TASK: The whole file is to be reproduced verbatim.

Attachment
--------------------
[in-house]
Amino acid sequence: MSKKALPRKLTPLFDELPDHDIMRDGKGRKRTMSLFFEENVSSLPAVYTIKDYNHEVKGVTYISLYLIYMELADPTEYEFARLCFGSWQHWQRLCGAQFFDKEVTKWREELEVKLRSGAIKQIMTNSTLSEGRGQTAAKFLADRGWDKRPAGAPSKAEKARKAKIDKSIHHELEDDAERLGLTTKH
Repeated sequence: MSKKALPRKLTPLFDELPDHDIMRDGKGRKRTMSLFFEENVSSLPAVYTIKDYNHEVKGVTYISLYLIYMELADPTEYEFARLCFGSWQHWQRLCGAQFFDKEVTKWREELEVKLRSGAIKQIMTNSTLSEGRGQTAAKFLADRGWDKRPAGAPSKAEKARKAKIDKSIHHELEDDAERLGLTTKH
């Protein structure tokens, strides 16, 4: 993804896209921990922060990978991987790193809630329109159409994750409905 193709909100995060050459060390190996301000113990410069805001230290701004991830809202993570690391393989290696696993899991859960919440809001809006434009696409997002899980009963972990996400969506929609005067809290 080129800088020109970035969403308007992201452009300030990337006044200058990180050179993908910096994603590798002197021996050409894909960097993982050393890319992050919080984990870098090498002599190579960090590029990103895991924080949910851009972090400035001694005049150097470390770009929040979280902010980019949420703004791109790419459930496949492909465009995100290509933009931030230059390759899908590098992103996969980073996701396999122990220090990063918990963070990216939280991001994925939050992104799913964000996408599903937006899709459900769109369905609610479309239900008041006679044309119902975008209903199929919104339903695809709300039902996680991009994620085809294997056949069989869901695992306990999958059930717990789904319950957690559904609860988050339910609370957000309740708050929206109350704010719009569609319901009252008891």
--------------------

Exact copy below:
[in-house]
Amino acid sequence: MSKKALPRKLTPLFDELPDHDIMRDGKGRKRTMSLFFEENVSSLPAVYTIKDYNHEVKGVTYISLYLIYMELADPTEYEFARLCFGSWQHWQRLCGAQFFDKEVTKWREELEVKLRSGAIKQIMTNSTLSEGRGQTAAKFLADRGWDKRPAGAPSKAEKARKAKIDKSIHHELEDDAERLGLTTKH
Repeated sequence: MSKKALPRKLTPLFDELPDHDIMRDGKGRKRTMSLFFEENVSSLPAVYTIKDYNHEVKGVTYISLYLIYMELADPTEYEFARLCFGSWQHWQRLCGAQFFDKEVTKWREELEVKLRSGAIKQIMTNSTLSEGRGQTAAKFLADRGWDKRPAGAPSKAEKARKAKIDKSIHHELEDDAERLGLTTKH
């Protein structure tokens, strides 16, 4: 993804896209921990922060990978991987790193809630329109159409994750409905 193709909100995060050459060390190996301000113990410069805001230290701004991830809202993570690391393989290696696993899991859960919440809001809006434009696409997002899980009963972990996400969506929609005067809290 080129800088020109970035969403308007992201452009300030990337006044200058990180050179993908910096994603590798002197021996050409894909960097993982050393890319992050919080984990870098090498002599190579960090590029990103895991924080949910851009972090400035001694005049150097470390770009929040979280902010980019949420703004791109790419459930496949492909465009995100290509933009931030230059390759899908590098992103996969980073996701396999122990220090990063918990963070990216939280991001994925939050992104799913964000996408599903937006899709459900769109369905609610479309239900008041006679044309119902975008209903199929919104339903695809709300039902996680991009994620085809294997056949069989869901695992306990999958059930717990789904319950957690559904609860988050339910609370957000309740708050929206109350704010719009569609319901009252008891």